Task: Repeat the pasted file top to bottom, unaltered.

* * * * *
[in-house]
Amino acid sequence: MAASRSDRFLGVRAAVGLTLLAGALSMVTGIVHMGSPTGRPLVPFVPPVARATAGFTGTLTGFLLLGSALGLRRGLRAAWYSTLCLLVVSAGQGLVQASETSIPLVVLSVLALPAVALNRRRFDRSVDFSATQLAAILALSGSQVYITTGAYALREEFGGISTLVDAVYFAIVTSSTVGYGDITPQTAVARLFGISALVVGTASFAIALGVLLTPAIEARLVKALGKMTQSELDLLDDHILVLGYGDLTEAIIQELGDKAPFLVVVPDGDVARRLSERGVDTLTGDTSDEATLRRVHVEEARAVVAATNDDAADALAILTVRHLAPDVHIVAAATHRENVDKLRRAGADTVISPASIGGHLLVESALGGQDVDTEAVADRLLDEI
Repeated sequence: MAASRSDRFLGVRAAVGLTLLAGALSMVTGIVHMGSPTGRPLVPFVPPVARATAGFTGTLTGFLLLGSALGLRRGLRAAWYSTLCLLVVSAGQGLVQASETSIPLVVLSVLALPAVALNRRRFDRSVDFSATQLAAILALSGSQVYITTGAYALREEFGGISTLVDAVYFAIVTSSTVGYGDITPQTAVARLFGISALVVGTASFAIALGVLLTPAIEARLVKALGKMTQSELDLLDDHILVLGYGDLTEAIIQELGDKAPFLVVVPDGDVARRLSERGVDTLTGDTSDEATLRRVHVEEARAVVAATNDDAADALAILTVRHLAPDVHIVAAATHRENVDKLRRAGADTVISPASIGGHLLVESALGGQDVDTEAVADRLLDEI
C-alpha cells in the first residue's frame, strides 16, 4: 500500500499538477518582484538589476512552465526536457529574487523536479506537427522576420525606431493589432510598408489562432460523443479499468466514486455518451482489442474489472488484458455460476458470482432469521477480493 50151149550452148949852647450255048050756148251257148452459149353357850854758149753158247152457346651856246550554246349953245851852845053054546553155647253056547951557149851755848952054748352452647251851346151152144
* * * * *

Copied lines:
[in-house]
Amino acid sequence: MAASRSDRFLGVRAAVGLTLLAGALSMVTGIVHMGSPTGRPLVPFVPPVARATAGFTGTLTGFLLLGSALGLRRGLRAAWYSTLCLLVVSAGQGLVQASETSIPLVVLSVLALPAVALNRRRFDRSVDFSATQLAAILALSGSQVYITTGAYALREEFGGISTLVDAVYFAIVTSSTVGYGDITPQTAVARLFGISALVVGTASFAIALGVLLTPAIEARLVKALGKMTQSELDLLDDHILVLGYGDLTEAIIQELGDKAPFLVVVPDGDVARRLSERGVDTLTGDTSDEATLRRVHVEEARAVVAATNDDAADALAILTVRHLAPDVHIVAAATHRENVDKLRRAGADTVISPASIGGHLLVESALGGQDVDTEAVADRLLDEI
Repeated sequence: MAASRSDRFLGVRAAVGLTLLAGALSMVTGIVHMGSPTGRPLVPFVPPVARATAGFTGTLTGFLLLGSALGLRRGLRAAWYSTLCLLVVSAGQGLVQASETSIPLVVLSVLALPAVALNRRRFDRSVDFSATQLAAILALSGSQVYITTGAYALREEFGGISTLVDAVYFAIVTSSTVGYGDITPQTAVARLFGISALVVGTASFAIALGVLLTPAIEARLVKALGKMTQSELDLLDDHILVLGYGDLTEAIIQELGDKAPFLVVVPDGDVARRLSERGVDTLTGDTSDEATLRRVHVEEARAVVAATNDDAADALAILTVRHLAPDVHIVAAATHRENVDKLRRAGADTVISPASIGGHLLVESALGGQDVDTEAVADRLLDEI
C-alpha cells in the first residue's frame, strides 16, 4: 500500500499538477518582484538589476512552465526536457529574487523536479506537427522576420525606431493589432510598408489562432460523443479499468466514486455518451482489442474489472488484458455460476458470482432469521477480493 50151149550452148949852647450255048050756148251257148452459149353357850854758149753158247152457346651856246550554246349953245851852845053054546553155647253056547951557149851755848952054748352452647251851346151152144